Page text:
Finally, we examined the capacity of non-B, non-T cells from each group of mice to produce IL-4 and histamine in response to IL-3 and/or IL-18 in vitro. Although the proportion of FcepsilonR+/c-kit cells (basophils) was increased strikingly after infection with Nb, treatment of Nb-infected wild-type or IFN-γ−/− mice with IL-18 or with IL-12 and IL-18 did not change this proportion (Fig. (Fig.44A). As shown in Fig. Fig.44B, splenic non-B, non-T cells from Nb-inoculated wild-type mice spontaneously produced IL-4 and histamine in vitro and further increased IL-4 production in response to IL-3 and IL-18. Those from IL-12- and IL-18-treated Nb-infected mice did not show this property, although they produced histamine in response to IL-3. Non-B, non-T cells derived from Nb-infected IFN-γ−/− mice treated with IL-12 and IL-18 showed marked enhancement in IL-4 production and histamine release in response to IL-3 plus IL-18. Similarly, non-B, non-T cells from IL-18-treated, Nb-infected wild-type or IFN-γ−/− mice produced high levels of IL-4 and histamine in response to IL-3 and IL-18. These results taken together indicate that in the absence of IFN-γ, IL-18 with or without IL-12 prepares and stimulates basophils to produce IL-4 and IL-13 in vivo as well as in vitro. They further suggest that IFN-γ strikingly diminishes IL-4 and IL-13 production by basophils stimulated with cytokines or by FcepsilonR cross-linkage.

Figure 4
Production of IL-4 and histamine by splenic non-B, non-T cells from Nb-inoculated mice. (A) Freshly prepared splenic non-B, non-T cells from each group of mice described in Fig. Fig.33 were analyzed for expression of FcepsilonR and c-kit ...

Discussion

IL-18 has been regarded principally as a cytokine that strongly biases immune responses toward IFN-γ production and, thus, toward effective cellular immunity (13, 6, 15). In apparent confirmation of that role, its use with IL-12 strikingly inhibited IgE production in normal mice infected with Nb and markedly diminished the capacity of splenic basophils from these mice to produce IL-4 and IL-13, major cytokine inducers and effectors of allergic inflammation (Figs. (Figs.33 and and4).4). These results can be ascribed to IL-18’s potent stimulation of IFN-γ production by NK cells (30) and by the induction of Th1 cells and the stimulation of their production of IFN-γ through the combined action of IL-12 and IL-18 (46). This activity obscures a striking and unanticipated effect of IL-18: its role as a potent costimulant of basophil IL-4 and IL-13 production. Not only does IL-18 strikingly enhance both IL-3- and FcepsilonR cross-linkage-induced IL-4 and IL-13 production by basophils in vitro (Figs. (Figs.11 and and2), 2), IL-18 and IL-12 treatment of Nb-infected mice that cannot produce IFN-γ strikingly enhances IL-4 and IL-13 production by their basophils in response to either FcepsilonR cross-linkage or to cytokines (Figs. (Figs.33 and and4).4). Furthermore, the increase in IL-4 and IL-13 production by CD4+ T cells in response to anti-CD3 suggests that such treatment of Nb-infected IFN-γ−/− mice has induced Th2 polarization of CD4+ cells (Fig. (Fig.3).3). IL-18 emerges, paradoxically, as a powerful inducer of basophil cytokine production and, thus, potentially, of allergic inflammatory diseases. Thus, although administration of IL-18 and IL-12, or of drugs that express agonist function for these cytokines, could be considered as a treatment for severe allergic disorders, our results inject a major note of caution. In circumstances in which IFN-γ production may be deficient, treatment with IL-18 could markedly enhance allergic responses. Indeed, if IFN-γ is inhibited, IL-18 may have the potential to act as a Th2 polarizer, perhaps through its stimulation of basophil IL-4 production (Fig. (Fig.3).3). Basophil-derived IL-4 potentially could polarize antigen-stimulated CD4+ T cells toward a Th2 phenotype and could account for the enhanced IgE production observed when IL-18 and IL-12 are administered to IFN-γ−/− mice treated with anti-IgD (15). Another possibility is that basophil-derived IL-4 itself, possibly in collaboration with CD40 ligand expressed on CD4+ T cells and/or basophils, may allow stimulated B cells to switch to IgE production. Indeed, it has been reported previously that basophils can play a role in Ig class switching to IgE (31).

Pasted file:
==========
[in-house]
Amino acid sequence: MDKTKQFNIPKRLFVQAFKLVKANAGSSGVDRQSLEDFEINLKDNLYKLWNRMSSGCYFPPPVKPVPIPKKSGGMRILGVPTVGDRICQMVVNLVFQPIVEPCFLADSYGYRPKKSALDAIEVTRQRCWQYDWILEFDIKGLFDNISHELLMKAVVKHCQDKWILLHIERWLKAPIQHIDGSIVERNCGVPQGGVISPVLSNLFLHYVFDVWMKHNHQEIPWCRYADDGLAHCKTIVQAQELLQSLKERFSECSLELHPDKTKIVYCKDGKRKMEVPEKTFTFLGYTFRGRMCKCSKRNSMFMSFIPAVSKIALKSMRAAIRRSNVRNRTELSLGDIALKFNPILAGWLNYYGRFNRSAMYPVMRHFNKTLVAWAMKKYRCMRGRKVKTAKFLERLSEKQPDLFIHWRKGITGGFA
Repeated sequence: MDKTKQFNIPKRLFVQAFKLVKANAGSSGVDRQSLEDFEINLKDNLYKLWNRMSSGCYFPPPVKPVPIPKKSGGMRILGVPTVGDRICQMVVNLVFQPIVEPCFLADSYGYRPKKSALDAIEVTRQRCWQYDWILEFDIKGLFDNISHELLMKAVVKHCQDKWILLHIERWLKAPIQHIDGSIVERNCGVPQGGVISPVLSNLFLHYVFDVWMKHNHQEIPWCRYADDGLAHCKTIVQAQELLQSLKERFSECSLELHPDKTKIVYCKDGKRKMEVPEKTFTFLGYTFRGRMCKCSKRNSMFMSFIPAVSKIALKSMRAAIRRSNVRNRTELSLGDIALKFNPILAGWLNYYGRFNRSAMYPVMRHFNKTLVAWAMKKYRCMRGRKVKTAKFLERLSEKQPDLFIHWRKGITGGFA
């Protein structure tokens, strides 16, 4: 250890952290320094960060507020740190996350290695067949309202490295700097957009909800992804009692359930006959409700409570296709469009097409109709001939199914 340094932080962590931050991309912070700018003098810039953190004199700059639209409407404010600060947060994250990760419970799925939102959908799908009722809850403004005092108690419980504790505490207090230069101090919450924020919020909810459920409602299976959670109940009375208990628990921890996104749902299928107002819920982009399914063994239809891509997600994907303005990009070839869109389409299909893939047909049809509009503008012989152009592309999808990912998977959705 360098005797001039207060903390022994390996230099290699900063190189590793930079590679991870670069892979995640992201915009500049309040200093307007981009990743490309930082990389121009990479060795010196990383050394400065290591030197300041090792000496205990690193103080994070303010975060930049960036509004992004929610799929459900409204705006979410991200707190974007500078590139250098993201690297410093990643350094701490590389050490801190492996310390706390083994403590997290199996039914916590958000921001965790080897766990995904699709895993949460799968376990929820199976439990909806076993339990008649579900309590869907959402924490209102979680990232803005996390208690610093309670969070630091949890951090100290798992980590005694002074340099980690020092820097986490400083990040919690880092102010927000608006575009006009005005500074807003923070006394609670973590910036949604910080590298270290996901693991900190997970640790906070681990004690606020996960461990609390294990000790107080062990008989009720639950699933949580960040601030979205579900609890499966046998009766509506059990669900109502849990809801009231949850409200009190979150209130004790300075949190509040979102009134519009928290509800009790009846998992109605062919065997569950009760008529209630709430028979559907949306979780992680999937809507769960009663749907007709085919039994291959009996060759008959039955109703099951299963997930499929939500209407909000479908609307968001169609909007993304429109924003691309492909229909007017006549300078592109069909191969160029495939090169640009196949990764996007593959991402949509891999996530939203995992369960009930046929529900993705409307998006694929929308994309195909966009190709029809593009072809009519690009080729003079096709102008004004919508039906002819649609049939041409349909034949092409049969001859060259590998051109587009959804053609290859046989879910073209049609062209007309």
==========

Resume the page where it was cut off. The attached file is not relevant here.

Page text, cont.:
A particularly striking finding is the distinct behavior of basophils that develop in Nb-infected mice treated with IL-12 and IL-18. In wild-type mice, where this treatment leads to IFN-γ production, these basophils produce little or no IL-4 in response to both receptor cross-linkage and cytokine stimulation. However, in the absence of IFN-γ, IL-12 and IL-18 treatment actually enhances their IL-4/IL-13-producing activity (Fig. (Fig.4).4). This suggests that differentiation of basophils in the presence or absence of IFN-γ in one aspect or of IL-18 and/or IL-12 in another aspect powerfully determines their cytokine-producing potentiality. Indeed, the proportion of basophils in bone marrow cells cultured with IL-3 plus IFN-γ for 10 days is the same as that in IL-3-cultured bone marrow. However, if these basophils are pretreated with IFN-γ, their IL-4 production is diminished significantly in response to either FcepsilonR cross-linkage or to cytokines (T.Y., H.F., and K.N., unpublished work). Thus, cytokine agonists or antagonists potentially could determine the differentiated function of developing basophils and may allow alternative strategies for the treatment of allergic diseases.

Acknowledgments

We express sincere thanks to Hayashibara Biochemical Laboratories for providing us with recombinant murine IL-12, IL-18, and monoclonal anti-IL-18Rα antibody. We are grateful to Ms. Hisae Fukui for excellent technical assistance. This study is supported by a Grant-in-Aid for Scientific Research and Hitech Research Center grant from the Ministry of Education, Science, and Culture of Japan.

Abbreviations

Th1
T helper 1
FcepsilonR1
high-affinity IgE receptor
IFN-γ−/−
IFN-γ-deficient IL-18Rα−/−, IL-18Rα-deficient
NK
natural killer
Nb
Nippostrongylus brasiliensis